Wilson is also tasked with carrying out the statewide expansion of a pilot program that pairs a police officer with a behavioral health specialist to respond to mental health emergencies. Known as ARRIVE Together, for Alternative Responses to Reduce Instances of Violence and Escalation, the program was first tested by state police in Cumberland County in December 2021, along with the state Department of Human Services. A planned expansion of the program will bring the total number of police departments involved to over 40 municipalities across nine counties, according to the attorney general’s office. New Jersey has dedicated over $10.2 million to the pilot program in the state budget Gov. Murphy signed into law in late June.
“She seems like she’s fair and she’s concerned and she’s listening,” Valerie Freeman, a lifelong resident of Paterson, said of Wilson. “When I had a conversation with her, she seemed forthcoming and she seemed like she’s willing to work with the community,” said Freeman, 57, an executive board member of Paterson Cares, Inc., a nonprofit organization and a commissioner with the Paterson board of education.
According to a report released in March 2023 by The Brookings Institution that analyzed data from 342 police calls for service and follow-ups involving the pilot program, 97% of cases did not use force and 98% of cases did not result in an arrest during an ARRIVE Together call for service or follow up. The Brookings Institution analysis of the pilot program took place between December 2021 and January 2023.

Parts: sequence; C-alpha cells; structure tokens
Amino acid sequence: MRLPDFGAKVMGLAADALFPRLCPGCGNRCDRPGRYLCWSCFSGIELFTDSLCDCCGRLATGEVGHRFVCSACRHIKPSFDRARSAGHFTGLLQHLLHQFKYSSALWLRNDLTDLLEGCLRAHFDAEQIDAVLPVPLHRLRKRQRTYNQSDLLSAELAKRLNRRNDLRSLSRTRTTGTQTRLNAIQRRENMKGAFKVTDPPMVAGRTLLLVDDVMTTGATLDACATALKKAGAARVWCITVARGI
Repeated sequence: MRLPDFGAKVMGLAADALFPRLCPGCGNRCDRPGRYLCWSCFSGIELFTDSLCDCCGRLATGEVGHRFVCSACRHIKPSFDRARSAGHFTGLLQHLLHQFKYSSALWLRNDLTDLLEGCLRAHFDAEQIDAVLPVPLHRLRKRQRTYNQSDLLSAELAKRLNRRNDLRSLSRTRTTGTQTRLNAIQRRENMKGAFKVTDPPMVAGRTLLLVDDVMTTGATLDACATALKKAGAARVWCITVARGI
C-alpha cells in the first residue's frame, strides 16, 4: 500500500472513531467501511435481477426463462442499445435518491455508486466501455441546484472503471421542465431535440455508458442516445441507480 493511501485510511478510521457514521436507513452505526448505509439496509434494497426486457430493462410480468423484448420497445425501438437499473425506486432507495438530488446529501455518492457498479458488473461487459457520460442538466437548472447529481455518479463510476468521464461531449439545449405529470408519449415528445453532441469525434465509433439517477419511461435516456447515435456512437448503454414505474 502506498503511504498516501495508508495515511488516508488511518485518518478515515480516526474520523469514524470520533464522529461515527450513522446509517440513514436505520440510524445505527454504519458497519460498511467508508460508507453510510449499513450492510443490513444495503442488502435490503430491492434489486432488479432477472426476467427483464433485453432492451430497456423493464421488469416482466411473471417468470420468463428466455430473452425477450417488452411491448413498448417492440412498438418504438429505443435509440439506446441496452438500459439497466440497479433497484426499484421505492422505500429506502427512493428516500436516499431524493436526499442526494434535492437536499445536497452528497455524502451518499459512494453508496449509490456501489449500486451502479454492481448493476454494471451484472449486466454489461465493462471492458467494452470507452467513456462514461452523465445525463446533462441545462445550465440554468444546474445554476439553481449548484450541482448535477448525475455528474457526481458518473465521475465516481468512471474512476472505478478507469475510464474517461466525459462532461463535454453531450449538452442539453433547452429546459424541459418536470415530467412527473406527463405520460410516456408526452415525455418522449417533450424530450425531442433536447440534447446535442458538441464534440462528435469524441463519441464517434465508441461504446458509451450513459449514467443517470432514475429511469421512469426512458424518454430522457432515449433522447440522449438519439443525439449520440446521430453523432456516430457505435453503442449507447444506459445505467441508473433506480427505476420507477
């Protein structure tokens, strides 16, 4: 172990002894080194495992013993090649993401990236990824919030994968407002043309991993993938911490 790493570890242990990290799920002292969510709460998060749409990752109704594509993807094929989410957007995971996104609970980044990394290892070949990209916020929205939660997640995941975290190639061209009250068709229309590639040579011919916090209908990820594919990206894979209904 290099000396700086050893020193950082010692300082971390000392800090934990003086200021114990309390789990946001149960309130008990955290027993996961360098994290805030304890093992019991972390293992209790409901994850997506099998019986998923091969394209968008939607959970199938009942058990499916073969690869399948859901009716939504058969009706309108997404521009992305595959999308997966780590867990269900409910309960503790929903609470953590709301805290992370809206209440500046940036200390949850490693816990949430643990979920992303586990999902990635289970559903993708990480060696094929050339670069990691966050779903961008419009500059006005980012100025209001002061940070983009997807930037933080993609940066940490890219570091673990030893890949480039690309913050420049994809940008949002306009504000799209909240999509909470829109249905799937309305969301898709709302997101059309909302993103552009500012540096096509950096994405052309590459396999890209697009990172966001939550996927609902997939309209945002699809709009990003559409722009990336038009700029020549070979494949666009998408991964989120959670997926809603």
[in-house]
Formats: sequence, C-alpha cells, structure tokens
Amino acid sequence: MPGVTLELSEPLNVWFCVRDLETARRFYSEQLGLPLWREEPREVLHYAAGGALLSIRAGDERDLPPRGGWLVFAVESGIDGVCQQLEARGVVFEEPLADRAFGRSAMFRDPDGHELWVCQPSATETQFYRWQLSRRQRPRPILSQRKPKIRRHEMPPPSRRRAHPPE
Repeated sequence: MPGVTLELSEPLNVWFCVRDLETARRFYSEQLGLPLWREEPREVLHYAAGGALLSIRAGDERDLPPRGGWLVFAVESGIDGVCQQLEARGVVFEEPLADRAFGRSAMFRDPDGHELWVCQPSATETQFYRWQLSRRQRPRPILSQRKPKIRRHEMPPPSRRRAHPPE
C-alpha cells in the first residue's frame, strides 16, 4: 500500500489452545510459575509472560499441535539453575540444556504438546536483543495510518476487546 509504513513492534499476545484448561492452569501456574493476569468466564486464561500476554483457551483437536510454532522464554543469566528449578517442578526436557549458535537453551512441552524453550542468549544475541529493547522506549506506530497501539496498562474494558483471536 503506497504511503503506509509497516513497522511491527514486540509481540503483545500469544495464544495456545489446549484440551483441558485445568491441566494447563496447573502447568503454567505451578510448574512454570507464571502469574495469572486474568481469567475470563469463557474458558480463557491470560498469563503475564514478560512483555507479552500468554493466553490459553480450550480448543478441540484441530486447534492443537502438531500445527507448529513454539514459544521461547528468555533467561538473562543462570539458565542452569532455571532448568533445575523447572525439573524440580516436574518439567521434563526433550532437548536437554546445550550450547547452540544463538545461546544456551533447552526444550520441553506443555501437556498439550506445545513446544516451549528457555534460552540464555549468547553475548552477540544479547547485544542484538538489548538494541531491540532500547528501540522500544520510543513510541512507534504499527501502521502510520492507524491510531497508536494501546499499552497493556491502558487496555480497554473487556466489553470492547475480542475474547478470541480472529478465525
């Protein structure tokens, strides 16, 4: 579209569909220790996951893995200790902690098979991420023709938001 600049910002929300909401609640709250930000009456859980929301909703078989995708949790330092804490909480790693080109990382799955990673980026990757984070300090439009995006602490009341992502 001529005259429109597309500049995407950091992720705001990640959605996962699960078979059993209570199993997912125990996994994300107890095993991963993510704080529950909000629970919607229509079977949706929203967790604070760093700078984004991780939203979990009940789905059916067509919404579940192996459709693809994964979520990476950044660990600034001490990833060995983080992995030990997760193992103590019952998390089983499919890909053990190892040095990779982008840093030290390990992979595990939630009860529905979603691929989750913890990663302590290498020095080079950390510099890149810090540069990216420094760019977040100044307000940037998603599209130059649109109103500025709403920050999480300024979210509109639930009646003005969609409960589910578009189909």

Still troubled by police participation
But advocates like Williams of Montclair State University, still have concerns about the pilot program because he says it still, to some extent, “utilizes traditional law enforcement agents.”
“I’ve said it before and I think a lot of my colleagues have said it, that ARRIVE Together, in its first iteration, was a step in the right direction. The program’s very existence is an acknowledgement that perhaps police are not the most well-equipped, or appropriate responders to mental health crisis calls,” said Racquel Romans-Henry, the policy director at Salvation and Social Justice in Trenton. “But … in every chance I get, I stress that a community-led response is very different from an office of community response,” she said.
Romans-Henry said there is a distinction in that a community-led response centers the communities that are directly impacted in the decision making and the actual leadership of the programs and the services, while also adequately supporting and funding those programs.
“So while this is encouraging to see the office being established, what we want to see is significant investments in the community-led models that are currently existing,” Romans-Henry said.
“I think that as we communicate with this new office to share our ideas and our hopes, as well as … have those initial conversations, what we hope is that the ARRIVE Together pilot that already exists starts to transform and go into the direction of non-police involvement and shed the skin of having plainclothes officers involved,” added Zellie Thomas, the lead organizer of Black Lives Matter Paterson.
As for Chowdhury, she hopes that the state will involve groups like the Paterson Healing Collective and help them build their capacity while not starting from scratch.
“Because communities like Trenton, Newark, Paterson, Camden, Jersey City, Vineland, we already have organizations on the ground that are dealing with crisis,” she said. “And we can partner with the AG’s office to build our capacity to respond to mental health crises. I think that we can be even more effective because we do deal with violence and sometimes violence might be the final symptom of ongoing crises. I hope that the AG considers supporting programs like ours.”